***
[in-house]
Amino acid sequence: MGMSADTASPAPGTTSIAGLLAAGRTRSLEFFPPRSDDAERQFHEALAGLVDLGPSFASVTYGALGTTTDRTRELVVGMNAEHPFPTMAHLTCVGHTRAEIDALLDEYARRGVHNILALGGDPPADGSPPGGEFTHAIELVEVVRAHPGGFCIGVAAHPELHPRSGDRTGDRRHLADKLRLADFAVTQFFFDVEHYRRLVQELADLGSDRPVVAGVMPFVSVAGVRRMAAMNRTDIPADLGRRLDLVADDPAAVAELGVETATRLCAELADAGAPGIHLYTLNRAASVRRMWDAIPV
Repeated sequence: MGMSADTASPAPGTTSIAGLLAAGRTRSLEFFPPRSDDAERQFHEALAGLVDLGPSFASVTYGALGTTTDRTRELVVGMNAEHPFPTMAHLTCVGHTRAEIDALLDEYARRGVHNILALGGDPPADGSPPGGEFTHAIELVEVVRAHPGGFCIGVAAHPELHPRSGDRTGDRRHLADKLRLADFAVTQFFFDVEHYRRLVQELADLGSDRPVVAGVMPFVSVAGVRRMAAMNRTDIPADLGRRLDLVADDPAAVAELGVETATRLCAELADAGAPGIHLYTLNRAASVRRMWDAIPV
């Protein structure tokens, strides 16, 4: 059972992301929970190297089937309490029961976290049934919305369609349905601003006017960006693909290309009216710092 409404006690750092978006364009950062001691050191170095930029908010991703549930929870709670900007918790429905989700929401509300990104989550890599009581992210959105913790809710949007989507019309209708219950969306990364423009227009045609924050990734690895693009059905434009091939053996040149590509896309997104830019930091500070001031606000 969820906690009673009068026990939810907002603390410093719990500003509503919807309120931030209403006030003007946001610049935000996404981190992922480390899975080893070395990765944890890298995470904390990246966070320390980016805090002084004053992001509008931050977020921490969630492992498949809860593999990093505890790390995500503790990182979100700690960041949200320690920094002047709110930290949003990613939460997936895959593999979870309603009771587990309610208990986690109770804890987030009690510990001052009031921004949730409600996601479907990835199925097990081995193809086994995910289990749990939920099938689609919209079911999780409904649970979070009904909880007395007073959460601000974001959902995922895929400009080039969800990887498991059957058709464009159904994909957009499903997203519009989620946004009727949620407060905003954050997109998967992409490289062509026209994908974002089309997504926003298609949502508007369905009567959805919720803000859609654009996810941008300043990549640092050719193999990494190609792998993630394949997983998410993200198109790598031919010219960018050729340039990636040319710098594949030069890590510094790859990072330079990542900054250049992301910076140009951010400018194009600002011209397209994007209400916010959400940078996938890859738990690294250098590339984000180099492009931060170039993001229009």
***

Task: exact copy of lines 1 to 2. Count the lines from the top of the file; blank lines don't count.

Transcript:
[in-house]
Amino acid sequence: MGMSADTASPAPGTTSIAGLLAAGRTRSLEFFPPRSDDAERQFHEALAGLVDLGPSFASVTYGALGTTTDRTRELVVGMNAEHPFPTMAHLTCVGHTRAEIDALLDEYARRGVHNILALGGDPPADGSPPGGEFTHAIELVEVVRAHPGGFCIGVAAHPELHPRSGDRTGDRRHLADKLRLADFAVTQFFFDVEHYRRLVQELADLGSDRPVVAGVMPFVSVAGVRRMAAMNRTDIPADLGRRLDLVADDPAAVAELGVETATRLCAELADAGAPGIHLYTLNRAASVRRMWDAIPV